City cracks down on single-use plastics

City+cracks+down+on+single-use+plastics

Madison Nguyen, Features Editor

Palo Alto City Council voted on a single-use plastic ban that will affect the entire city, including the Palo Alto Unified School District which will go into effect at Gunn starting Jan. 1, 2020. This will mostly affect the cafeteria, where all of the plastic that is currently used for a variety of things such as containers and lids will now have to be compostable. Starting Earth Day 2020, there will be a soft runout of reusable silverware kits given to each student.

According to senior Swati Goel, the president of the Green Team since her sophomore year, single-use plastics have a very damaging effect on the environment. Wildlife consumes it and will either die or become severely ill. Plastic can take thousands of years to biodegrade, depending on the type of plastic, and some plastics break down into microplastics that sit at the bottom of the ocean floor which makes them nearly impossible to remove from our oceans. Thus, single-use plastic harms our ecosystem, especially marine life that is constantly surrounded by waste.

Goel has been trying to raise awareness about the harms of single-use plastic since first joining green team. “For the past two years, we’ve had different events at Turkey Feast so people know to bring their own utensils or sustainable utensils, and we do raffles and things like that,” she said. “Our main involvement in the single-use plastic ban is trying to gain student support and awareness, and also talking to the school board about how we can make this happen.” In previous years, there have also been more advancements in trying to replace the plastic in the cafeteria with a more sustainable material. “Chloe Schraeger, who graduated last year, was able to get the lunch containers in the cafeteria replaced to something more sustainable in regards to plastic usage,” Goel said. “It might be a small thing, but I do think it’s really important that people start to make these small changes in their lives because ultimately, that’s what needs to happen.”

Students at Gunn began raising awareness for plastic pollution through Green Team, but also through classes such as Marine Biology and Advanced Placement (AP) Environmental Science. “We got involved at Gunn predominantly because of the atrocities that have been occurring in the environment with regards to single-use plastic and plastic pollution in general,” AP Environmental Science teacher Eric Ledgerwood said. “It was really [marine biology teacher Neeti Schworetsky] and myself who were working with the Monterey Bay Aquarium for three years in a row in their ocean plastic pollution summit, which was trying to get schools engaged with trying to reduce single-use plastics. As a school, that was how we started getting students involved in Marine Biology and [Advanced Placement] Environmental Science.”

Goel says that though converting from plastic to more eco-friendly material might not seem significant, student efforts would have been worth it if they save even one animal. Goel pushes this idea and also hopes that students understand that their actions do matter. “It’s really important that students learn about this because throughout your lifetime, you can have a measurable impact,” she said. “If you just think about the amount of plastic and visualize how much plastic or waste you could save it’s a pretty significant amount. It’s really important for students to be aware of the changes that are happening in the community, and then try to implement those into the place they head off to after high school.”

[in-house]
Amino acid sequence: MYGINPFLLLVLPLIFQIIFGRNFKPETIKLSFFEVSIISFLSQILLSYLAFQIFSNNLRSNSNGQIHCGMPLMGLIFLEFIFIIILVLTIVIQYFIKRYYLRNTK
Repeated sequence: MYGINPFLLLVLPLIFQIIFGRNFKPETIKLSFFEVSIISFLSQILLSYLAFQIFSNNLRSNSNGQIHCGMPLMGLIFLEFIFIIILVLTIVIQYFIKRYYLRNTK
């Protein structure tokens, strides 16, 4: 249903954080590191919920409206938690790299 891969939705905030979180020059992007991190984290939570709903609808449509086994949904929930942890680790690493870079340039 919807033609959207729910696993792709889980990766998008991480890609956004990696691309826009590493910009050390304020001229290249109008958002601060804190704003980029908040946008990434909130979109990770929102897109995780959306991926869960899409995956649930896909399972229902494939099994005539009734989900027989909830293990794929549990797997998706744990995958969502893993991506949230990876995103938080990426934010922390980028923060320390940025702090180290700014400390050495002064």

On the other hand, Ledgerwood also hopes students will consider how much society depends on oil taken from the Earth to make into plastic that fuels our everyday habits. Students around campus often are given plastic straws or forks to use and throw away right after they eat, which is the oppo-site of what should be happening, according to Ledgerwood. “I’m hoping that students will really think critically about their use of material items, and really to question constantly the authorities that give them something that isn’t sustainable, reusable or somehow benefit the planet in someway,” he said. “I want them to really think about why someone is giving them something they’re just going to throw away after they use it barely once, like a plastic bag you get at the store; it doesn’t make sense anymore.”

In the future, Ledgerwood suggests students work to create their own reusable utensil kits, which would include reusable forks, spoons and straws, and incorporate them into their daily habits. That way, students could effectively avoid reliance on plastic utensils.

Senior Kyle Matthys believes that Gunn will start to implement more environmentally friendly policies. “I’m excited to see future changes towards the lunch lines and trying to push for solar panels at the school,” he said. “I think this is the first step in changing Gunn to be very environmental. If every kid had their own reusable kit that would have a very positive effect on the environment.” The Green Team is working to get more trash bins around campus due to the fact that there is mostly compost and recycle, but students should know exactly where their waste is supposed to go.

With such a small change happening to Gunn, there’s hope that this will translate from school to student’s homes and eventually become habit. “Small changes multiplied over a lot of people makes a big difference,” Goel said.